As the shift in control of the U.S. House is to take place today with the start of the 112th Congress, much focus is on what this change will mean for U.S. policy on a host of fronts, including agriculture.
The ceremonial passing of the gavel from House Speaker Nancy Pelosi (D-Calif.) to Rep. John Boehner (R-Ohio) will take place today and will return split control of the legislative branches of the U.S. government.
As Republicans take control of the House, they've made clear they will focus on budget issues and will target some of the Obama administration's efforts in areas like regulation.
Republicans will have a 242-193 majority in the House, while Senate Democrats and their two independent allies will hold a majority of 53 seats, compared with 47 for Republicans.
Overall, 96 new House members will be sworn in Wednesday (87 Republicans and nine Democrats). Republicans in the midterm elections picked up 63 House seats, retaking the majority they lost in 2006. In the Senate, 13 new members will be sworn in today (12 Republicans and one Democrat).
The budget focus will be intense, especially given the pledge by Republicans to cut $100 billion from government spending this year. But as the shift is to take place in Washington, reports indicate that budget cut is also shifting -- perhaps declining by half from that intended level. And even though agriculture spending makes up a small -- to very small -- portion of the federal budget, it won't escape the budget knife. The key will be whether that is a knife or an axe when it comes to the cuts.
The budget will be a key discussion point as the implementation of the food safety legislation takes place, Even though the Food and Drug Administration (FDA) says that many provisions in the bill can be implemented without additional funding from Congress, the price tag for the bill was put at an additional $1.4 billion. And some Republican lawmakers maintain the food supply is already 99.999% safe so extra dollars for the implementing the bill will have to get in line with the rest of the budget priorities.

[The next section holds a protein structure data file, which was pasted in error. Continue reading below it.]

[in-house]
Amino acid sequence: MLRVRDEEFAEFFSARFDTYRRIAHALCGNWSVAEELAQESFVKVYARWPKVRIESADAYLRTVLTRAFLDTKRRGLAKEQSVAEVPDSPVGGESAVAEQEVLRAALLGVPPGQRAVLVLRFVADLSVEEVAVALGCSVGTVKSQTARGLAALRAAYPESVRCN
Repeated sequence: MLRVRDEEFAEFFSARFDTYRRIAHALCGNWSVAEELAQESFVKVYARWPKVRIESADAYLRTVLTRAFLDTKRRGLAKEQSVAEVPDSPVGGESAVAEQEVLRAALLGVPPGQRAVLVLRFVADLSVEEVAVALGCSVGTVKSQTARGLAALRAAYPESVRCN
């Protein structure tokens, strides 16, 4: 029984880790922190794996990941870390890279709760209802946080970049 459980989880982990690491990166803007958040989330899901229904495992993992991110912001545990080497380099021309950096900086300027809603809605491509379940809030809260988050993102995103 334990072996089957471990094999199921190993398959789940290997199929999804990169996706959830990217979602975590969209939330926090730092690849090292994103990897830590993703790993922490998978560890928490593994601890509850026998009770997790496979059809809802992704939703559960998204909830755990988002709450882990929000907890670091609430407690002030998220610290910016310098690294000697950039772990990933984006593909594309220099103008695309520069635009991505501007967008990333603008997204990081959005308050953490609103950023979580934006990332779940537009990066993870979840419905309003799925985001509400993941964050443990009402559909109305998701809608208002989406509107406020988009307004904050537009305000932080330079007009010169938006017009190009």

On the regulatory front, it looks like Lisa Jackson, administrator of the Environmental Protection Agency, had better keep an open path to the door and a car waiting to take her to the Hill to testify. Incoming chairs of several panels have indicated they want to have Jackson appear before their panels as they look at the regulatory actions taken by the administration. And that includes the House Ag Committee.
Trade matters will also confront lawmakers as the Obama administration has pledged to send the implementing legislation for the U.S.-Korea free trade agreement (FTA) to Congress for their up-or-down vote. That will present a test for unions and ag interests alike as they jockey to whip up support for their position on that trade deal.
With the Senate still in hands of Democrats -- albeit with a much smaller majority than they had during the 111th Congress -- it sets up the possibility that gridlock could be the norm in Washington. President Obama clearly reached out to Republicans with the tax cut/stimulus agreement late in 2010. Whether that cooperation continues in the 112th Congress remains to be seen.
So it's a new day in Washington which is marked by the same issues that have dominated the Washington landscape. The challenge for new lawmakers now will be whether they can come to some agreement on many of these key issues. If not, it could be a long winter in Washington that might make spring look mighty enticing.